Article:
Basic Controls 1.The SETUP button sets up the model by creating the agents. 2.The
GO button runs the model. 3.The DEN%_ALT slider lets you determine the percentage
of overall altruists in the model.  This value is weighed against the
DEN%_SELFISH value, which determines the percentage of overall selfish agents.
4.The ALTRUISM_COST slider determines the value of cost in the above fitness
equations. 5.The BENEFIT_FROM_A slider determines the value of benefit in the
above fitenss equations.

Environmental Variables There are two environmental variables:  Harshness and
Disease. 1.The HARSHNESS slider sets the value for the resistance of empty patch
spots to being populated by agents.  The value for this slider determines a
corresponding value in the lottery for each empty (black) spot on the grid; the
higher this value, the more difficult it is to populate. 2.The DISEASE slider
sets the value for the possibility that the agents in occupied spots will die.
The value for this slider is factored into the genetic lottery, and determines
the percentage chance that each agent will die out from their spot.

THINGS TO TRY ----------------

1.At first, run the model with Harshness and Disease both at 0.  Notice that the
selfish population quickly dominates the world, driving the alrtuistic population
to extinction.  How do respective population sizes affect the outcome? 2.Play
with the values of cost and benefit.  What are realistic values for actual
genetic competition?  How does initial population size effect the significance of
these values? 3.Increase the Harshness and Disease values, independently, and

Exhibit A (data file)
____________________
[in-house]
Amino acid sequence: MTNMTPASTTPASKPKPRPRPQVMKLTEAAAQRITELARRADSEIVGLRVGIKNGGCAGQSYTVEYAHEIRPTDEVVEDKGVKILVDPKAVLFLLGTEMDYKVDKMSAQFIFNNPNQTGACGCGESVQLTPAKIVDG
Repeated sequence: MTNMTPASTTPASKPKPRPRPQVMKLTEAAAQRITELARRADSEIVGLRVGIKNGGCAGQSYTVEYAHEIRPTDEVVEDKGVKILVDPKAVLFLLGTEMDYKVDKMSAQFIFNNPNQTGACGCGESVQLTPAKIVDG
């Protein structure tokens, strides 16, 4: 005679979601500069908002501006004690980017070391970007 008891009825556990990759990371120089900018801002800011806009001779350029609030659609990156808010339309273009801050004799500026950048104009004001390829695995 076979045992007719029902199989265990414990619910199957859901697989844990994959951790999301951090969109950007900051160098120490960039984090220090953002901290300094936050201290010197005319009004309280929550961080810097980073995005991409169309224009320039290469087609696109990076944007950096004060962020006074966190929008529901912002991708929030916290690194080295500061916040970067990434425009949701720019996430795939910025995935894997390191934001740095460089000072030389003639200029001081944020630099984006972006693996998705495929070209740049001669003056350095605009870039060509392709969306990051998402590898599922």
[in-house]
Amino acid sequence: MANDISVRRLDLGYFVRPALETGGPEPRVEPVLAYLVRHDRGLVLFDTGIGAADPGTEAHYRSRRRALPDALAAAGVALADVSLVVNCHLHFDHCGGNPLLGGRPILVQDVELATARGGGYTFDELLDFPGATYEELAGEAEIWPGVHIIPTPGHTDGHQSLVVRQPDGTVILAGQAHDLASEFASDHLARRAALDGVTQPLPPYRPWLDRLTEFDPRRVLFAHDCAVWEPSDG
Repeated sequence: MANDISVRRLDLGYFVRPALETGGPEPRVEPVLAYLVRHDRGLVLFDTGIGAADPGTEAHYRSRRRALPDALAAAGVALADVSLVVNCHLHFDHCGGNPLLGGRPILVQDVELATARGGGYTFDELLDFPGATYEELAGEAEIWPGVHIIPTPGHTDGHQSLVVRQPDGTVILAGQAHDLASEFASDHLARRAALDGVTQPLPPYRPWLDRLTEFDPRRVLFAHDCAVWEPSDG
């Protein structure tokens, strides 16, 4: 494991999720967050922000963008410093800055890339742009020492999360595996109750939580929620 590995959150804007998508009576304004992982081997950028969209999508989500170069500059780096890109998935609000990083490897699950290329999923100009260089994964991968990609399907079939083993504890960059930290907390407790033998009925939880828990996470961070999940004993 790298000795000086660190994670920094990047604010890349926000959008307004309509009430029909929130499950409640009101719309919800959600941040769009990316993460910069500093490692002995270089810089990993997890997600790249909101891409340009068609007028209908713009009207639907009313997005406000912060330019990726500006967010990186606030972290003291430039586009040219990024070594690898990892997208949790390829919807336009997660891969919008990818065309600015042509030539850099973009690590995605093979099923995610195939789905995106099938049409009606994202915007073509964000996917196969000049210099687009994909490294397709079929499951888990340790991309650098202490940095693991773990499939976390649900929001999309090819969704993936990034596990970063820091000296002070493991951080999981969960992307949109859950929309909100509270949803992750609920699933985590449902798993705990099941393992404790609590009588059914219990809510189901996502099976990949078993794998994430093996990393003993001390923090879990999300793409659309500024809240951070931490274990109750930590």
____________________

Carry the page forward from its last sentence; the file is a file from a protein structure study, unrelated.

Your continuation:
with respect to one another.  What are the effects of the Harshness Model?  of
Disease?  How are the values dependent on one another?  At what values does the
altruistic population begin to have greater success? 4.Consider why the
introduction of Harshness and Disease conditions affects the success of the
altruistic population.  How does each population, run alone, respond to the
Harshness and Disease conditions?  If you imagine the black spots as Voids (a
third type of competing agent), what is the fitness relationship between
Altruists and Voids?  Selfish agents and Voids?

EXTENDING THE MODEL -------------------

This model is based on a paper by Mittledorf and Wilson, in press, and has thus
been developed under its auspices.  However, the model can be extended in a
number of interesting directions, including adding new environmental variables,
adding different types of agents, and changing the altruistic and selfish
weighting under different environmental conditions.  This model does not address
the behaviors of individuals, but only the relative weights of genetic traits.  A
next step in considering the evolution of altruism is to model altruistic
behaviors.  See the related model:  Cooperation (Altruistic Behavior).

STARLOGOT FEATURES ------------------

This model uses only patch agents. The fitness of the agents is determined by
setting a 'fitness' variable.  Each agent then compares its type of fitness
(altruistic or selfish) to the total value of fitness in its neighborhood.
Because each patch can talk to one another, they can find out the fitness of each
member of their neighborhood, and use that value in calculating the total weights
of altruism and selfishness in the neighborhood. The use of commas in the code
allows all of the agents to synchronize in their fitness-checking, and thus to
keep the neighborhood values accurate.

RELATED MODELS -------------- Cooperation (Altruism Behavior) Model
Divide-the-Cake Model